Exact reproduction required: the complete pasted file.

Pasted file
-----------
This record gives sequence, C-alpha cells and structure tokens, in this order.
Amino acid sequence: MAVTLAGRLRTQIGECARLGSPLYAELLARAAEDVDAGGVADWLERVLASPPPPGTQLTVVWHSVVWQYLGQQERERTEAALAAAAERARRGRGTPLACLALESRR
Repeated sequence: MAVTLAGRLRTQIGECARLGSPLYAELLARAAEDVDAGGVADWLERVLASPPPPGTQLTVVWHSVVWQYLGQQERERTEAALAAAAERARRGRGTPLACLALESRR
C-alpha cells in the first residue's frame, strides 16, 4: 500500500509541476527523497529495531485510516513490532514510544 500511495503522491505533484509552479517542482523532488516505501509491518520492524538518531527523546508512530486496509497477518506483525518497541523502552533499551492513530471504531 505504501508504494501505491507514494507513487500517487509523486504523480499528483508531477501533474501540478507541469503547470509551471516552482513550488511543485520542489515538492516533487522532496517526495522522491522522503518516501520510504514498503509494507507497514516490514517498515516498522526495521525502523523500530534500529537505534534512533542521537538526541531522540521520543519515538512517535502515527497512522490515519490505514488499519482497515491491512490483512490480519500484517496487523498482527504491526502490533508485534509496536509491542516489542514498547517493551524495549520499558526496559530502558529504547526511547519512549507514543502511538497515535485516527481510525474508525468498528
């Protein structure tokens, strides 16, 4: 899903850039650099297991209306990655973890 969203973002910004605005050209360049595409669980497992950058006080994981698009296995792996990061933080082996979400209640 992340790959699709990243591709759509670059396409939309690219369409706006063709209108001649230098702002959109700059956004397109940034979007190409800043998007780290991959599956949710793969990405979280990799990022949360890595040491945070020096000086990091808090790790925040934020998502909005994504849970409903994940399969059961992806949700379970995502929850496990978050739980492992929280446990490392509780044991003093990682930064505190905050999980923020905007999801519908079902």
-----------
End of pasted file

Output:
This record gives sequence, C-alpha cells and structure tokens, in this order.
Amino acid sequence: MAVTLAGRLRTQIGECARLGSPLYAELLARAAEDVDAGGVADWLERVLASPPPPGTQLTVVWHSVVWQYLGQQERERTEAALAAAAERARRGRGTPLACLALESRR
Repeated sequence: MAVTLAGRLRTQIGECARLGSPLYAELLARAAEDVDAGGVADWLERVLASPPPPGTQLTVVWHSVVWQYLGQQERERTEAALAAAAERARRGRGTPLACLALESRR
C-alpha cells in the first residue's frame, strides 16, 4: 500500500509541476527523497529495531485510516513490532514510544 500511495503522491505533484509552479517542482523532488516505501509491518520492524538518531527523546508512530486496509497477518506483525518497541523502552533499551492513530471504531 505504501508504494501505491507514494507513487500517487509523486504523480499528483508531477501533474501540478507541469503547470509551471516552482513550488511543485520542489515538492516533487522532496517526495522522491522522503518516501520510504514498503509494507507497514516490514517498515516498522526495521525502523523500530534500529537505534534512533542521537538526541531522540521520543519515538512517535502515527497512522490515519490505514488499519482497515491491512490483512490480519500484517496487523498482527504491526502490533508485534509496536509491542516489542514498547517493551524495549520499558526496559530502558529504547526511547519512549507514543502511538497515535485516527481510525474508525468498528
């Protein structure tokens, strides 16, 4: 899903850039650099297991209306990655973890 969203973002910004605005050209360049595409669980497992950058006080994981698009296995792996990061933080082996979400209640 992340790959699709990243591709759509670059396409939309690219369409706006063709209108001649230098702002959109700059956004397109940034979007190409800043998007780290991959599956949710793969990405979280990799990022949360890595040491945070020096000086990091808090790790925040934020998502909005994504849970409903994940399969059961992806949700379970995502929850496990978050739980492992929280446990490392509780044991003093990682930064505190905050999980923020905007999801519908079902």